pl. Solny 14 lok. 3, Wroclaw, Poland

5 women. 5 countries. The same story.

5 women. 5 countries. The same story.

Equal rights and women in business is a pretty hot topic right now. It’s also something we feel really passionate about. With the EU pay gap between men and women at an average of 16.2% per hour, it’s obvious why there’s a need for international women’s day. But will there still be a need for it in 10 years time? To try and answer this question, we’ve spoken to 5 different women with experience in 5 different countries to see if women really are facing the same issues worldwide.

 

There are over 126 million female entrepreneurs worldwide

The role of women in business is going through an exciting shift. Although in the UK women account for under a third of people self-employed, most of those started after 2008. Women now account for 17% of business owners in the UK, and if you take a look from a global perspective, over 126 million women run their own business worldwide. And most impressively, 30% of all US businesses are owned or run by women. Yes, we know we’re still in the minority, but we’re getting there, and that’s exciting 🙂

 

“Many male end-clients think that translation is “easy” as it’s such a female-dominated industry”

Having a female managing director ourselves, there’s no better person to give a perspective on women in business than Agata Rybacka. As our industry is very feminine, there really isn’t anything special about being a female business owner. Agata did note, however, that when dealing with end-clients, many male business owners do seem to think that translation is “easy” compared to industries like IT because of the fact there are so many women working in our industry.

With over 15 years in business, Agata has seen her fair share of pregnancies and discrimination issues. She’s come across lazy parents (both male and female), and parents who will do anything to provide for their kids. Having had to deal with women quitting their jobs the moment they find out they’re pregnant, she does understand why businesses tend to prefer hiring men because of stability, but Agata strongly believes it doesn’t have to be that way. As children have to be born and it’s something men simply can’t do, if dealt with right pregnancy and children don’t have to be a problem.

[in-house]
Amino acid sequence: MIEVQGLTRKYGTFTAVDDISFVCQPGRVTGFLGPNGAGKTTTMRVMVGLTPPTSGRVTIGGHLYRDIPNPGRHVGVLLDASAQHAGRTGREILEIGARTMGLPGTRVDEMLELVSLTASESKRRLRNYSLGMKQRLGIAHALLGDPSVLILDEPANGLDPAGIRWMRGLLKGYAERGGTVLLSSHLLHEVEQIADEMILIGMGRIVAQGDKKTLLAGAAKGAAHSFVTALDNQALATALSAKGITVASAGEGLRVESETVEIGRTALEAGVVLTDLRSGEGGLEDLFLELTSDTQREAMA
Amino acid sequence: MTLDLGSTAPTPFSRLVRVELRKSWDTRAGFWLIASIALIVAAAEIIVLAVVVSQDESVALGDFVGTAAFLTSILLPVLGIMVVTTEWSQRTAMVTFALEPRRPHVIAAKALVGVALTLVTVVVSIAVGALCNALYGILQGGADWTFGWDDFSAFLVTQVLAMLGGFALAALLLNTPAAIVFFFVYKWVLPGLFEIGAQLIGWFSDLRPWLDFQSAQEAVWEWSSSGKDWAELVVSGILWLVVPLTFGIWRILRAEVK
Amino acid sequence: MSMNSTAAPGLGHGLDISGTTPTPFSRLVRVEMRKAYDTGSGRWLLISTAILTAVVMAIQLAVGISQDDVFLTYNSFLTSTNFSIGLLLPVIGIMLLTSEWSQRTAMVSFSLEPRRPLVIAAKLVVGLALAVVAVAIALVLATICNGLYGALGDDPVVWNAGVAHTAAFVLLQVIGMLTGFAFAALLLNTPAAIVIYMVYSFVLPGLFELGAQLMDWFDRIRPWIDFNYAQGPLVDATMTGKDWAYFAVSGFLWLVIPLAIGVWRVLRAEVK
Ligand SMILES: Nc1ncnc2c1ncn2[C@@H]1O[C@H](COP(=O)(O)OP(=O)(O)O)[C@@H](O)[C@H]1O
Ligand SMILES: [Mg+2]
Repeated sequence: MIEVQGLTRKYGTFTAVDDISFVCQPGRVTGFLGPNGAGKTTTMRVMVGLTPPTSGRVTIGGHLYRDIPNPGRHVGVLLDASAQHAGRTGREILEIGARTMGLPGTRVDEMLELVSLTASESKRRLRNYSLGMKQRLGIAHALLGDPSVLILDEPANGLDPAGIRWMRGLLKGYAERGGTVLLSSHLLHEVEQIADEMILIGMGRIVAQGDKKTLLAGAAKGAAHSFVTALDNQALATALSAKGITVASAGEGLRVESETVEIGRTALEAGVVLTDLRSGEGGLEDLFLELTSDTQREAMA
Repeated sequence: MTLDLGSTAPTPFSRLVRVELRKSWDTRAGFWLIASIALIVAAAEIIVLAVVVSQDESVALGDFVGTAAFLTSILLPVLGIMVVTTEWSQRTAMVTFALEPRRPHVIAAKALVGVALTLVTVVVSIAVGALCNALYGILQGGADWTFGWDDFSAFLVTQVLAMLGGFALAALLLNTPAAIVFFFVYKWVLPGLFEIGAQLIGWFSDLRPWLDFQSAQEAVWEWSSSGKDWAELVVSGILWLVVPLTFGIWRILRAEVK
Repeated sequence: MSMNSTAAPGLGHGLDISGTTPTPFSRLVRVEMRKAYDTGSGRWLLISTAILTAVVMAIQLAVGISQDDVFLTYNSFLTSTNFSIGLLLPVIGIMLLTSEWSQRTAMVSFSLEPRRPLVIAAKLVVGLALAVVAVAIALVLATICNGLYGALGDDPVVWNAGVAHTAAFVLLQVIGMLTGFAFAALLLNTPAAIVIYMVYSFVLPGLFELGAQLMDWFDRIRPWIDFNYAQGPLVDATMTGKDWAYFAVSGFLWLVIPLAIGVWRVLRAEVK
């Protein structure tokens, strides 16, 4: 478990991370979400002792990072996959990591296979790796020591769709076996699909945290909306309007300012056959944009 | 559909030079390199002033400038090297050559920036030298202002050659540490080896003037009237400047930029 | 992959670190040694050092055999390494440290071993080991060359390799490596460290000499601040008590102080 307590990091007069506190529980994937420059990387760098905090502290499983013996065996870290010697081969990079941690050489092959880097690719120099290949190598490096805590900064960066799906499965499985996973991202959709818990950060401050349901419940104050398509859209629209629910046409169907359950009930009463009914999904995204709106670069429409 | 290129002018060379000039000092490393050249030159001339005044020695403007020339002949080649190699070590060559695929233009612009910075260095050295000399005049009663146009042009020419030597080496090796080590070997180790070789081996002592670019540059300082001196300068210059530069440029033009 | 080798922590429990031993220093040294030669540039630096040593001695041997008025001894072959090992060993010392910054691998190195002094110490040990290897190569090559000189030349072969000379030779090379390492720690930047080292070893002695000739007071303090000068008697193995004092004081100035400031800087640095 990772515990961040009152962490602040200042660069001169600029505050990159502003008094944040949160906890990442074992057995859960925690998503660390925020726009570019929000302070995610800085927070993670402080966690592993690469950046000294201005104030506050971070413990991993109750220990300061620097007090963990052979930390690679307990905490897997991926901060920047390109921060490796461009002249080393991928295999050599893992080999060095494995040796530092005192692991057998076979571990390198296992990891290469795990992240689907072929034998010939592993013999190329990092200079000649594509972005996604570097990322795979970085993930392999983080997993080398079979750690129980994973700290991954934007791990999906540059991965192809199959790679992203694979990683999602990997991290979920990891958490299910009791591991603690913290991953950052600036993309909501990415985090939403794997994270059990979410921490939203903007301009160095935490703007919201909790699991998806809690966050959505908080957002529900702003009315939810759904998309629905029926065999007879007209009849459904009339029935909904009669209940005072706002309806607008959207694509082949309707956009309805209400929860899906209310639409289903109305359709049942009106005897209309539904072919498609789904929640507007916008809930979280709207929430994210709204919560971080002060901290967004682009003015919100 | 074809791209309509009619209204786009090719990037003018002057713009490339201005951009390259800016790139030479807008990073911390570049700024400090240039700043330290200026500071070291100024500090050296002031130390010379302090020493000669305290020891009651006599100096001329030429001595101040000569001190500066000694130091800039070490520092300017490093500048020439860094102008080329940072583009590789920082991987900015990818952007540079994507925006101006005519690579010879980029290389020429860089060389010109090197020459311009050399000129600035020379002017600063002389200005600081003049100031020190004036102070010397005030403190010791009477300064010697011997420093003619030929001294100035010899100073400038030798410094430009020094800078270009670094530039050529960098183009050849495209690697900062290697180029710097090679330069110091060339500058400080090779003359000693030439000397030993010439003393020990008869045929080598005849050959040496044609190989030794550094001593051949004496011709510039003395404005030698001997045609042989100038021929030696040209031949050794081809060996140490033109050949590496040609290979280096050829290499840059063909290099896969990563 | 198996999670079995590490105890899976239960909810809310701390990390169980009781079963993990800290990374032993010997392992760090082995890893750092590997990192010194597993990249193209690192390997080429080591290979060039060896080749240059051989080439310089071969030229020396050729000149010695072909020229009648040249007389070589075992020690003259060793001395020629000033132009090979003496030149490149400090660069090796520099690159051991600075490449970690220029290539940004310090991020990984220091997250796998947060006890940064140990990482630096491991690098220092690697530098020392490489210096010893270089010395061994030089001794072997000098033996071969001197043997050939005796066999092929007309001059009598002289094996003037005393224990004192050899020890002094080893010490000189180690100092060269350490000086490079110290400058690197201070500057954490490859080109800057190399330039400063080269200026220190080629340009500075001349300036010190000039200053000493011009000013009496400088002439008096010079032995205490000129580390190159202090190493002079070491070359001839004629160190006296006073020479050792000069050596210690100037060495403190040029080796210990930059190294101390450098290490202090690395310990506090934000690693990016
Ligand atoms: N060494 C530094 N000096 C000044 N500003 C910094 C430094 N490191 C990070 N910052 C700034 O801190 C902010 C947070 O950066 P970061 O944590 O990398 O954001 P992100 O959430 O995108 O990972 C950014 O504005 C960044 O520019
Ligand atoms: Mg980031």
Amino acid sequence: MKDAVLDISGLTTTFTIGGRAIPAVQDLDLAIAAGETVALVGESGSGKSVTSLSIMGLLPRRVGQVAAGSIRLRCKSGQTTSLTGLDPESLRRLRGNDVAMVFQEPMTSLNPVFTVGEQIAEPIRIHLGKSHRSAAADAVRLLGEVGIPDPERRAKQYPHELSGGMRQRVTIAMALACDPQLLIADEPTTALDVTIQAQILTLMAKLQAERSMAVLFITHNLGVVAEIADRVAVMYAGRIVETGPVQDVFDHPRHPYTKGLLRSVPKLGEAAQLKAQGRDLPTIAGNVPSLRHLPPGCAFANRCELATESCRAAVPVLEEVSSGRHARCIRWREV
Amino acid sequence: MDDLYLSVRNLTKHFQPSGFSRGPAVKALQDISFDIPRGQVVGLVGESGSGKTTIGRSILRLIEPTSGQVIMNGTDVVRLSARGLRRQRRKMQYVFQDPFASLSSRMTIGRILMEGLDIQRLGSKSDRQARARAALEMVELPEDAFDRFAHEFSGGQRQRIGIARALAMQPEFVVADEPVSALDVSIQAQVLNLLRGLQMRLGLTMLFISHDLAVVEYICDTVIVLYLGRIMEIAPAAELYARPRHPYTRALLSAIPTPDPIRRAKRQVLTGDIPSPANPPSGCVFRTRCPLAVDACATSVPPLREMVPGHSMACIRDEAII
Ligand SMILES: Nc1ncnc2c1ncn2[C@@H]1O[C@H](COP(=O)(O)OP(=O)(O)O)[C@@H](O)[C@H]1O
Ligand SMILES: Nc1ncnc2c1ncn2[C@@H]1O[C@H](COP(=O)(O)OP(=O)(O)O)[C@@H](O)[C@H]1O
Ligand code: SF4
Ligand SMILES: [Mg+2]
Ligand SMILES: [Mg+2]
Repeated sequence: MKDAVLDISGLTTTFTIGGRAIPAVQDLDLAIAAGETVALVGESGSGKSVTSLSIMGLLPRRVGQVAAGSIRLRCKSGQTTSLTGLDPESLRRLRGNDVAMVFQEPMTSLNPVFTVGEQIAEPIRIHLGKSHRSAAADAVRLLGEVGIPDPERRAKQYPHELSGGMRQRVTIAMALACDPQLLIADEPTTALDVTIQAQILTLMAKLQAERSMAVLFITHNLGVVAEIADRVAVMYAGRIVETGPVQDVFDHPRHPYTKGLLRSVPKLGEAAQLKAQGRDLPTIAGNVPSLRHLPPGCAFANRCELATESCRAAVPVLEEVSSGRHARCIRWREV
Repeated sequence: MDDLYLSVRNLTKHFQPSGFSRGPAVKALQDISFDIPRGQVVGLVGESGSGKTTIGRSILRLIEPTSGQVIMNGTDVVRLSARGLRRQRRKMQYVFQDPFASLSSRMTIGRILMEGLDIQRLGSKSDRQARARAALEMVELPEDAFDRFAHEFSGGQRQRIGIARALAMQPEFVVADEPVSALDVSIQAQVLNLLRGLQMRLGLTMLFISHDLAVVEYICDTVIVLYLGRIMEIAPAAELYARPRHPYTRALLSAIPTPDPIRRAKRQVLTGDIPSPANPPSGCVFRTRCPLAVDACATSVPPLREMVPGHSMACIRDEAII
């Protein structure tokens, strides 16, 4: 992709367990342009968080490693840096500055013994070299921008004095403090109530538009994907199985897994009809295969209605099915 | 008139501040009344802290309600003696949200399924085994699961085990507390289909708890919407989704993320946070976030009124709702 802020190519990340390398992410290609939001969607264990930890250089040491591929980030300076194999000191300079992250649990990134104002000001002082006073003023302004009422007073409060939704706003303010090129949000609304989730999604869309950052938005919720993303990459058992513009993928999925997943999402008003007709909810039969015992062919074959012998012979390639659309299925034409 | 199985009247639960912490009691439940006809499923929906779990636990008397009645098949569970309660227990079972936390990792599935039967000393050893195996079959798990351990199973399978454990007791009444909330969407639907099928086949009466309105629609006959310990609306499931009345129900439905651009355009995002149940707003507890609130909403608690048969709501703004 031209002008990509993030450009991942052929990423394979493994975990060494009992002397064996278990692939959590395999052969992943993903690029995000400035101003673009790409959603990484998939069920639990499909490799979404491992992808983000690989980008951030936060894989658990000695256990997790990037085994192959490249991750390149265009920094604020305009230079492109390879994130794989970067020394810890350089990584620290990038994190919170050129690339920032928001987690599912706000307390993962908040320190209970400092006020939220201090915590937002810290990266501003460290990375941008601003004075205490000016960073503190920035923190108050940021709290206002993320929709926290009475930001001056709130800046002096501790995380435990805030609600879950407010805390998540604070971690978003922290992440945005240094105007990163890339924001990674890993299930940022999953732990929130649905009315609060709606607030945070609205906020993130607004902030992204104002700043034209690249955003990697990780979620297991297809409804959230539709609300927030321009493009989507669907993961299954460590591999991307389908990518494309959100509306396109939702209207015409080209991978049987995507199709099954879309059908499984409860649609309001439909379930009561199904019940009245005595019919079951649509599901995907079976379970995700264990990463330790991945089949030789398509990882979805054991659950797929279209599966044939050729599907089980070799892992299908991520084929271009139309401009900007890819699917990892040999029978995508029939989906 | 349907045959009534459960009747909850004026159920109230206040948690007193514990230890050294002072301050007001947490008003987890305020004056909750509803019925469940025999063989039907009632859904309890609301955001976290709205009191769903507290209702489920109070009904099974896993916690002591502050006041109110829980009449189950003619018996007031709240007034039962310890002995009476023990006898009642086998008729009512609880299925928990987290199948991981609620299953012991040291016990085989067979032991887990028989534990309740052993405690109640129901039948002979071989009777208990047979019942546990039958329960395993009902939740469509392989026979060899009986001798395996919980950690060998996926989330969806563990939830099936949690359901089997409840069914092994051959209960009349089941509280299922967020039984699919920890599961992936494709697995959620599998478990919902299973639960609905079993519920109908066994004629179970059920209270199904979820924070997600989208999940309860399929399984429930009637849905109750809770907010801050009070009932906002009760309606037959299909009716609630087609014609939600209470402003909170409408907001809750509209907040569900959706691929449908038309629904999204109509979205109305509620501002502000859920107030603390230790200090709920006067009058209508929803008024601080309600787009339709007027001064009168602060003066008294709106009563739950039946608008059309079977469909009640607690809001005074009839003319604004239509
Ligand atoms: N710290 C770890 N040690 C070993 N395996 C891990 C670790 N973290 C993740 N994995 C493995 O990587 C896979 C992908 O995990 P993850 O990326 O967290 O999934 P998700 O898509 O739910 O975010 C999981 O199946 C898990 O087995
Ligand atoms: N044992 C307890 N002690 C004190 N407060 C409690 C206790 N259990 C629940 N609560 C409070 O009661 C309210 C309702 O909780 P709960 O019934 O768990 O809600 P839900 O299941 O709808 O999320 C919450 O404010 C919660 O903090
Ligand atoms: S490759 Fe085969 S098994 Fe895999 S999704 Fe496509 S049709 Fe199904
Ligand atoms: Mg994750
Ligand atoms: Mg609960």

“Women have to work harder to prove themselves in such a male-dominated industry like IT”

With plenty of women’s support groups out there for women in business, we thought we’d get some more opinions. We had a chat with Iwona Gruszka who owns her own business helping women start and grow their business online. She teaches them how to use technology tools and put together solid strategies to maximize growth.

Iwona’s passion for working with women is clear – she loves how motivated they are and how willing they are to admit when they need help with something. For her, results are what matters – not someone’s sex.

Iwona gained a wealth of experience working in the USA and really appreciated that there are so many more equal opportunities in the US than if you compare it to Poland. However, having been involved in initiatives that help women in IT, she found that women had to work harder to prove themselves in such a male-dominated industry.

In both Poland and worldwide, women are seen as less professional by certain people and constantly need to prove themselves. Luckily times are changing, as many women are setting up support groups through Facebook for example, and the energy and enthusiasm to support each other is just amazing. As Iwona has heard on many occasions that women lack support setting up a business (even by friends and family), she feels that these support groups are more important than ever. More women are starting their own businesses after having children, which is brilliant.

 

“Polish businesswomen must fight for social acceptance”

Polish businesswoman Emilia Barska was also kind enough to share her views and experience about being a businesswoman in Poland. Generally, in Poland, women tend to be homemakers rather than business owners. You get 1 years paid maternity and have the option to take up to three years unpaid leave. This has left many business owners reluctant to hire young women. They think that as soon as they get pregnant they’ll never turn up at work again because of both the pregnancy and later on because of having to look after sick kids etc. However, considering the labour market right now, employers can’t afford to be picky.